Friday, May 13, 2011

Friday Flicks: Rope

In Alfred Hitchcock's Rope (1948),  a couple of social elitists commit the perfect crime. The murder weapon? A rope.

Brandon and Phillip are intellectual snobs who look down their noses at everyone whom they deem to be inferior. In their thinking, killing a worthless person is the right thing to do. They want to prove to themselves that they can commit the perfect murder. The movie opens with Brandon and Phillip strangling their victim, David, with a rope.

After the murder, they decide to play a little game and raise the stakes by hiding the body and the rope in an old chest in the living room while hosting a dinner party that evening. The guests, which include David's father and girlfriend, haven't got a clue.

The only one who suspects something is amiss is Rupert (James Stewart), their former college professor who inspired their warped philosophy about mankind.

Rope was based on a play by Patrick Hamilton and the entire film takes place in one set (the living room). Hitchcock took it to another level by making the movie appear as if it were filmed in one continuous take. Pretty tricky considering the technical limitations of the period.

This is one of the most philosophical of Hitchcock's films. It raises questions about social class, prejudice, the meaning of life and purpose of man.


Dorothy Evans said...

Must admit this one passed me by - sounds intriguing, thanks for the pointer.

Auto Title Loans said...

I have watched a lot of Hitchcock movies in my time, but haven't ever come across Rope. It sounds like this book I read called "The Secret History." I'm going to have to look into it now; I just love him!

Luana Krause said...

Hi, Dorothy: I never would have heard of it either if it wasn't in the Hitchcock DVD collection my son bought me for Christmas a few years ago. It's one of my favorites.

Luana Krause said...

Ava: This movie is amazing. I've watched it several times; it's one of those movie where you discover new things every time you see it.

Craig Edwards said...

Wow - GREAT movie to highlight! Hitchcock was so cool, experimenting with different methods to challenge himself as a filmmaker - could I make a film that juggles several characters in a small boat? - could I make a film in several 10 minute takes and blend them into what appears to be one continuous shot? The technical details of what was done to make this movie work so well are flabbergasting - the sky outside the apartment changes with the time passing, for example. And can you just imagine the absolute fear the crew must have had in the last three minutes of each take, knowing that a blown line or dropped prop would initiate a whole new ten minute go at it? One show I worked on did a five or six minute scene in one take - those takes seemed to last FOREVER. Another movie that uses the same "fake single take" idea is Running Time with Bruce Campbell (a guy gets out of prison, and pulls off the heist he's been planning with his pals, all in about 80 minutes). The movie is made in more pieces than Rope - but it's fun watching how they blend the various shots together into one long one. In a connected by slightly different vein there are also a few "real-time" movies, not single take - but movies that take place in the same amount of story time as the film runs - but a couple are pretty obscure, so let's get the titles out there for those so inclined: High Noon with Gary Cooper (though I DESPISE this movie - it is "real-time"); The Sadist with Arch Hall Jr (obscure oldie about a giggling psycho and his girlfriend taking three teachers hostage plays out in the same 90 minutes the movie runs); and Nick of Time with Johnny Depp (guy gets dragged into gubernatorial assassination plot which is going to occur in an hour and a half). I'm sure there are more - but all of these are definitely at least worth a look if someone is intrigued by this kind of movie.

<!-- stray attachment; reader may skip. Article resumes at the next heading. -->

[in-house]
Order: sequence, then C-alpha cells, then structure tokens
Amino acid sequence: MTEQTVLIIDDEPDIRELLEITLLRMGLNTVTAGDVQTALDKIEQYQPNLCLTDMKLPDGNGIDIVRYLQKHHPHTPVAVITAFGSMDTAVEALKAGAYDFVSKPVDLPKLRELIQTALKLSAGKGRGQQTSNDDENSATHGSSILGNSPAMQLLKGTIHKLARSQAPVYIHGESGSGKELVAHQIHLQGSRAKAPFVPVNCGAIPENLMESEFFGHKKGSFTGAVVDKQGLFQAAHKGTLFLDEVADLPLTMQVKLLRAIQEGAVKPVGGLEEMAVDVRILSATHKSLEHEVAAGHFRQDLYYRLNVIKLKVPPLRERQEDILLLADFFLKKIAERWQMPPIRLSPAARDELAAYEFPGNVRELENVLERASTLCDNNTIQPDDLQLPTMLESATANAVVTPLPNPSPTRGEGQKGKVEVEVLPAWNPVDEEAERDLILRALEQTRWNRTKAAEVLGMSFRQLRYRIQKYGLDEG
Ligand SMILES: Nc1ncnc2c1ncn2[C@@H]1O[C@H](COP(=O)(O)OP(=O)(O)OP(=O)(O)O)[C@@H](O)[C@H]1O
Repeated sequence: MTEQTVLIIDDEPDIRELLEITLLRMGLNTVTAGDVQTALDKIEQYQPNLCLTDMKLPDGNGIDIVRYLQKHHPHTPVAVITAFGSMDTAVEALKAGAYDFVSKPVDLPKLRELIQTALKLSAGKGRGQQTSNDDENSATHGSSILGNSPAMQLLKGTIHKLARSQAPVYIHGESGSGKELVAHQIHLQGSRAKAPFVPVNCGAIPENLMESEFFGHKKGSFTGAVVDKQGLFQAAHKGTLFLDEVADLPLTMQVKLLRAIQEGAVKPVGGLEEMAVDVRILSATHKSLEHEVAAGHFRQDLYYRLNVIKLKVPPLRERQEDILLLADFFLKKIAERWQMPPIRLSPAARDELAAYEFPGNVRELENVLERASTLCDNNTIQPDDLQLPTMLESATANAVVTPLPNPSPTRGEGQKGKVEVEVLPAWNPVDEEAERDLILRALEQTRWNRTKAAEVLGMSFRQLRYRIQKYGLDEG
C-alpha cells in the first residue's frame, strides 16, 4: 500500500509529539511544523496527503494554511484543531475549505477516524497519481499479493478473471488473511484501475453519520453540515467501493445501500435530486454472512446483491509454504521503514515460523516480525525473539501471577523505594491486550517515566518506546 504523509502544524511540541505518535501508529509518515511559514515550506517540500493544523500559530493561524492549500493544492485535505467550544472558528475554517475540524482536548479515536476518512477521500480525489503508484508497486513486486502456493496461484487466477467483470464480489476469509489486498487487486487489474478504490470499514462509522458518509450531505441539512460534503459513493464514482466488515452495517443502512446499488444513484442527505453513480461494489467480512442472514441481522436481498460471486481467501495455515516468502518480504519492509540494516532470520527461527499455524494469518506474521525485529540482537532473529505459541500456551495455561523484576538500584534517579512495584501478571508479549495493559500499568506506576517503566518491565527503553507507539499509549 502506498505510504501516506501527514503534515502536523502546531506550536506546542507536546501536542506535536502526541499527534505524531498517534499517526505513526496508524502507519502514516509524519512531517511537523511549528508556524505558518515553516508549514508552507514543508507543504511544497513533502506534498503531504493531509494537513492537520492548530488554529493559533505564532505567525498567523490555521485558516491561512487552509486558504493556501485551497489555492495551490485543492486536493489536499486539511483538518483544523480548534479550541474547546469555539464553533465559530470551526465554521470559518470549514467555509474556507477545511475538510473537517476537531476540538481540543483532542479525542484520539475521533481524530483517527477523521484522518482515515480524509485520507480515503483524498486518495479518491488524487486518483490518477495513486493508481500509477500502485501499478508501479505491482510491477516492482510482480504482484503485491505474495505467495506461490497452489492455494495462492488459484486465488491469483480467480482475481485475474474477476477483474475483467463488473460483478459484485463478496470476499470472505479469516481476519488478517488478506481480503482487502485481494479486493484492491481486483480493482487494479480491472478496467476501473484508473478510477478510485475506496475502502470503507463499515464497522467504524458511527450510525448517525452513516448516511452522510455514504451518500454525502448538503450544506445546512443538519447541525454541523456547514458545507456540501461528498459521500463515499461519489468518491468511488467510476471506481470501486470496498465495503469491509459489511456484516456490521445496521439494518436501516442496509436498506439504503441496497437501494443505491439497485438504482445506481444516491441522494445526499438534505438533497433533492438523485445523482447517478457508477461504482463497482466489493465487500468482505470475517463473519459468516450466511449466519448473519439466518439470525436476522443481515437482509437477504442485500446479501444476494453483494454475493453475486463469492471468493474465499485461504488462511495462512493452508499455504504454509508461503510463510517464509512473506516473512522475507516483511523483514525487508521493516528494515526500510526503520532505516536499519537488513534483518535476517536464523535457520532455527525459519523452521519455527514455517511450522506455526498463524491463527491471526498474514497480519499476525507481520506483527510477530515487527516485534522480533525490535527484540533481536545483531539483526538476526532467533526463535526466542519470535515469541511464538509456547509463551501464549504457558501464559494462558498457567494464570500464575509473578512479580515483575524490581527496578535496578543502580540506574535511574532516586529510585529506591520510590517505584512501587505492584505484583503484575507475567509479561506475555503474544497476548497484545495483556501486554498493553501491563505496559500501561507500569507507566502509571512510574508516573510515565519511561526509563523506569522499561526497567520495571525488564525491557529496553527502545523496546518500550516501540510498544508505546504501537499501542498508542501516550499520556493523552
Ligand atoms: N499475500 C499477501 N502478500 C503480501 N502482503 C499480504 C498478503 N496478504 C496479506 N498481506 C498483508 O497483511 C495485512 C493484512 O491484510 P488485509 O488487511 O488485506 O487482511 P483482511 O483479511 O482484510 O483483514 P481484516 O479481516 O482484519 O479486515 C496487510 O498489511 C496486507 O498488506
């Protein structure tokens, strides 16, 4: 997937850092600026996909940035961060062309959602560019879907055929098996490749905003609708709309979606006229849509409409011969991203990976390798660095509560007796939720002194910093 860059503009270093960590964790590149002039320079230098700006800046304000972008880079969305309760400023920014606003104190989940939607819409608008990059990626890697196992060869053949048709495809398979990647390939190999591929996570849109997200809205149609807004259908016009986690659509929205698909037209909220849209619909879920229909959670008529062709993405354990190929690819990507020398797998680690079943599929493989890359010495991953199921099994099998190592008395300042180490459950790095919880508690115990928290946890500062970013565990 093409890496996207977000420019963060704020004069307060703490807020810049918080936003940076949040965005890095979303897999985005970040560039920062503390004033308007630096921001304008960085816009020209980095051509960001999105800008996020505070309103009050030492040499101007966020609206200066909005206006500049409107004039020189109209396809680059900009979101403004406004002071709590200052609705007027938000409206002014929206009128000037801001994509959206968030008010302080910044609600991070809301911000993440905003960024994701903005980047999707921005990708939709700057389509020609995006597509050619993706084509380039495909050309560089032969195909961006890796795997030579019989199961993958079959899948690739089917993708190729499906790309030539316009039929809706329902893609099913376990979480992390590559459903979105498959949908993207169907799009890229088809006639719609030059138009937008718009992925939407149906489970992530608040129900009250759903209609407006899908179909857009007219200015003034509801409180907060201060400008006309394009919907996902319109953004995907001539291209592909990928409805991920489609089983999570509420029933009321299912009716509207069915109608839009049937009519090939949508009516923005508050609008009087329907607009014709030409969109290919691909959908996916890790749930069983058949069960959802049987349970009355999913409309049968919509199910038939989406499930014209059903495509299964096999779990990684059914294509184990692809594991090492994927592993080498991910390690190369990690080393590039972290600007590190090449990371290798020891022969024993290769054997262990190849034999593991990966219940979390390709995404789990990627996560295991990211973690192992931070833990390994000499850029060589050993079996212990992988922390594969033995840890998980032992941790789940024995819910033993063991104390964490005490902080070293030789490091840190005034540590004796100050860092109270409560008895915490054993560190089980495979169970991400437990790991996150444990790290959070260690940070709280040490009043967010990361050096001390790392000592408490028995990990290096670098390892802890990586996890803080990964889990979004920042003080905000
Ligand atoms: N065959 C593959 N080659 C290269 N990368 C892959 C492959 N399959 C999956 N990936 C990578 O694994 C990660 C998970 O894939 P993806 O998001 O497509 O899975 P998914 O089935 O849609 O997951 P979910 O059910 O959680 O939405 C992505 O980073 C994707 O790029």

Luana Krause said...

Craig: I agree. Rope was brilliant. The window depicting the passage was genius, and thanks for bringing up the anxiety of the crew in last part of the long takes...I hadn't thought of that but I'm sure that's what they were thinking. LOL.

Nick of Time was excellent and the "real passage of time" idea worked with this movie. This is the kind of movie I like to watch over and over again. It takes a lot of planning (and brilliant pun intended)
to be able to pull it off. Makes me wonder what Hitchcock would have done with this idea...seems like it would be right up his alley. It creates incredible suspense when the clock is ticking. Literally.

I regret that I've never seen High Noon. It's one of the classics that has passed me by. Rather unfortunate as it's often referenced in my film studies.

Luana Krause said...

Another interesting thing I discovered about Rope is that the murderers were homosexual partners. In the British play, this relationship was apparent. In England it was not such a big deal. Here in America, however, it was taboo. Thus the script had to be revised to remove any suggestion of homosexuality, as well as British jargon. Watch "T Making of Alfred Hitchcock's Rope" on YouTube and listen to Arthur Laurents's remarks about this. Laurents wrote the screenplay.